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Diary Transcription:

microfilm: begin page 22

Wednesday, November 12, 1913 (continued)

[G 4240 A (continued)]
white limestone, some of which show chisel marks.

The work of packing supplies for the Sudan began Monday, also continued.

Thursday, November 13, 1913

Work of clearing the sand from G 4240 A continued.

Friday, November 14, 1913

Work of clearing the sand from G 4240 continued. Although 10 to 12 meters of sand have been removed the top of the chamber has not yet been reached.

Saturday, November 15, 1913

Work of clearing the shaft G 4240 continued. At a depth of 14.2 meters the top of the chamber was found. This passage which like that in G 4140 A had been filled with small squared blocks against which on the outside (the shaft side) rested two long slabs of stone, completely covering the passage had been broken into by robbers bent on plundering the chamber. In recent years (1903) the pit and chamber had been cleared out by Schiaparelli but despite these two visits, we found a very fine portrait head in the debris at the bottom of the shaft. This represents a prince, Sneferu-senib [Snefruseneb], who perhaps was contemporary with Khufu though this is not certain. Such a name however, would more likely be given to a child born during Sneferu's reign than later. The head is life-sized, the features which are asymmetrical, are strikingly European in appearance. The ears are broken and there is a groove on the top of the head but otherwise the head is in perfect condition.
The debris at the bottom of the shaft is composed of small limestone chips.

Sunday, November 16, 1913

(The archive diary kept by Said Ahmed Said begins on this date. See File 33)

Work of clearing the shaft in G 4240 continued. The pit descends below the level of the chamber door: how far remains to be seen. The entrance into the chamber is 1.3 meters high; the large stone which concealed the entrance measuring 170 x 130.25 and being of Mokattam limestone.
From the pit came fragments of various pottery: red washed bowls with open spouts (V shaped); Keneh ware jars; thick black centered brown ware; a plaster cast from inside a large flat bottomed jar. In addition there was a large bowl of alabaster (No. 13-11-59); a jar of alabaster (No. 13-11-58); three fragments from the lid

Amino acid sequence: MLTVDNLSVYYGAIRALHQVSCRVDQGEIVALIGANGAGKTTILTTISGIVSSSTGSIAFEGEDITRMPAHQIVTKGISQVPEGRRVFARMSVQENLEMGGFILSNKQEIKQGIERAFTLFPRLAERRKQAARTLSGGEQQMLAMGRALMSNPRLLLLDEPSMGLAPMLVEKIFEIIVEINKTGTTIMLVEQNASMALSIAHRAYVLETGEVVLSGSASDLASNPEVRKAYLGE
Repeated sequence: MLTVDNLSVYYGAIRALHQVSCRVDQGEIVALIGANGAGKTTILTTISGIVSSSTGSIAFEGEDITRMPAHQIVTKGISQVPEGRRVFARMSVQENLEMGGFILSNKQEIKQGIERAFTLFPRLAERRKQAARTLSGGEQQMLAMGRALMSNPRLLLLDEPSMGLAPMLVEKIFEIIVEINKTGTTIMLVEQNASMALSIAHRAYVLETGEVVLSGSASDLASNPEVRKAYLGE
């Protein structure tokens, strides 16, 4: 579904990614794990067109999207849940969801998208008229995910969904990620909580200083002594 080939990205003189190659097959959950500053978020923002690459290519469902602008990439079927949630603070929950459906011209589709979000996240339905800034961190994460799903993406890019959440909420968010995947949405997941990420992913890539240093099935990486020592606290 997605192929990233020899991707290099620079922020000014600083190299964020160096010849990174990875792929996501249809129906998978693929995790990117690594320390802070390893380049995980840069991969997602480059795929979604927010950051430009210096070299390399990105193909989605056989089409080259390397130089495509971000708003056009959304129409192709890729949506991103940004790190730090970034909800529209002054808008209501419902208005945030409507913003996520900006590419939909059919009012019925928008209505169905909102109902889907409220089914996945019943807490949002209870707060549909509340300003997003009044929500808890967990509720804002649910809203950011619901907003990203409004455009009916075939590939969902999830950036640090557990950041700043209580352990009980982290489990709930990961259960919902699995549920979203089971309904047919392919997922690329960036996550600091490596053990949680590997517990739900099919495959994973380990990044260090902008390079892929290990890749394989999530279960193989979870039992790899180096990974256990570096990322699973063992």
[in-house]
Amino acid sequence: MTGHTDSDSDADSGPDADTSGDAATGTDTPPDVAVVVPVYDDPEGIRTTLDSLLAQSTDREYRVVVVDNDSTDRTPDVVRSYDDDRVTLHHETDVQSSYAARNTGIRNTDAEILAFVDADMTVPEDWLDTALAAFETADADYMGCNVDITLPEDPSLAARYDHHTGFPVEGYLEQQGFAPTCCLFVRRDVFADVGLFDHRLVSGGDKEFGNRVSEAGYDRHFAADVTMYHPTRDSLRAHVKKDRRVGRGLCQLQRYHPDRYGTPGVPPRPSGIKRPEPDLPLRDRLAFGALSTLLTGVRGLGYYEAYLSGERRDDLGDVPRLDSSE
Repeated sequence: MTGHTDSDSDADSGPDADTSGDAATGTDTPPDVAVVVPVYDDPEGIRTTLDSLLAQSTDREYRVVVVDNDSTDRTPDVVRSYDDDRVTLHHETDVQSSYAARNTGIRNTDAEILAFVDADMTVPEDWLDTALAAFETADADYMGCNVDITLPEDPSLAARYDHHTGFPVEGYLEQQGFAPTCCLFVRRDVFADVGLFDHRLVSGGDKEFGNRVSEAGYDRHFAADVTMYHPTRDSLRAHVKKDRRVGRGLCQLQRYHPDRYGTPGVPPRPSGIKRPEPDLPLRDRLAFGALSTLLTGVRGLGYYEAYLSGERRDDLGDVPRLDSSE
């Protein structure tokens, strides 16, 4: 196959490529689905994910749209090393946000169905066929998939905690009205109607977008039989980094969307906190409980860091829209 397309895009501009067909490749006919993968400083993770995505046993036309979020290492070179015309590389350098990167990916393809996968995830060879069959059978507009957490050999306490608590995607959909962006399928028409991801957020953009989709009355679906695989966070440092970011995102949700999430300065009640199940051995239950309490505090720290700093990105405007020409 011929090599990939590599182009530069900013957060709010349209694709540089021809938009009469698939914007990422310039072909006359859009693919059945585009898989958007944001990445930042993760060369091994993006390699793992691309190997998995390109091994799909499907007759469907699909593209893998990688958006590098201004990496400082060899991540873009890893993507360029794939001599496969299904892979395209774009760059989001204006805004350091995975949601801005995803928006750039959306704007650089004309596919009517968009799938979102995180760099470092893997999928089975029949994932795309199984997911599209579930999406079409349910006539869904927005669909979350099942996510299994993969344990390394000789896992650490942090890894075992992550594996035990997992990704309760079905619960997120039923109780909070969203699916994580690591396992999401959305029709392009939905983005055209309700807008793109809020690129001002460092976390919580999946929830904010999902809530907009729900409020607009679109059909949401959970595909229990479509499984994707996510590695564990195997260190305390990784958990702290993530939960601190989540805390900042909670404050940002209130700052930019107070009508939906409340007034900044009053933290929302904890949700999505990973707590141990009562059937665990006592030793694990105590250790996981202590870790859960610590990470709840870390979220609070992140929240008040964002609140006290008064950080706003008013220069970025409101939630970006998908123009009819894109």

microfilm: end page 22


  • Classification
    Documentation-Expedition diary pages
  • Department
    Harvard University-Boston Museum of Fine Arts Expedition
  • Credit Line
    Harvard University–Boston Museum of Fine Arts Expedition
  • Display Page Dates
    11/12/1913; 11/13/1913; 11/14/1913; 11/15/1913; 11/16/1913
  • Mentioned on page
    Said Ahmed Said [Diraz] (Reis)
    Snefruseneb (G 4240)
  • Author
    George Andrew Reisner, American, 1867–1942

Tombs and Monuments 2

  • G 4140

    • Site Name Western Cemetery
  • G 4240

    • Site Name Western Cemetery

People 5

Ancient People

  • Khufu

    • Type Mentioned on page
    • Remarks Second king of Dynasty 4, son of Snefru. Builder of the Great Pyramid at Giza, the only one of the Seven Wonders of the Ancient World still standing. Known two thousand years later by the Greeks as King Cheops. Horus name: [mDdw] Medjedu. Full birth-name: Khnum-Khufu.
  • Snefru

    • Type Mentioned on page
    • Remarks First king of Dynasty 4. Father of Khufu.
  • Snefruseneb (G 4240)

    • Type Mentioned on page
    • Remarks Owner of G 4240. False door tablet (Cairo JE 43292) depicting Snefruseneb seated at offering table, identified as [sm xrp SnDt aD-mr dp r p nb smr sA nswt n Xt=f] sem-priest, director of the kilt, administrator of Dep, mouth of all Pe, companion, king's son of his body; found in G 4240. Reserve head (13-11-60 = Cairo JE 46215) attributed to Snefruseneb; found in G 4240 A.

Modern People

  • George Andrew Reisner

    • Type Author
    • Nationality & Dates American, 1867–1942
    • Remarks Egyptologist, archaeologist; Referred to as "the doctor" and "mudir" (Arabic for "director") in the excavation records. Nationality and life dates from Who was Who in Egyptology.
  • Said Ahmed Said [Diraz] (Reis)

    • Type Mentioned on page
    • Nationality & Dates
    • Remarks Head Reis for the Harvard-MFA expedition, 1908–1926. In his "A History of the Giza Necropolis I," George A Reisner described Said Ahmed Said as "the most gifted foreman who ever worked for the expedition." Father of Mohammed Said Ahmed [Diraz] (Head Reis 1936–1939), Mahmud Said Ahmed [Diraz] (Translator), Ahmed Said Ahmed [Diraz]. Family name, Diraz, was supplied by Said Ahmed Said's grandsons in 2006.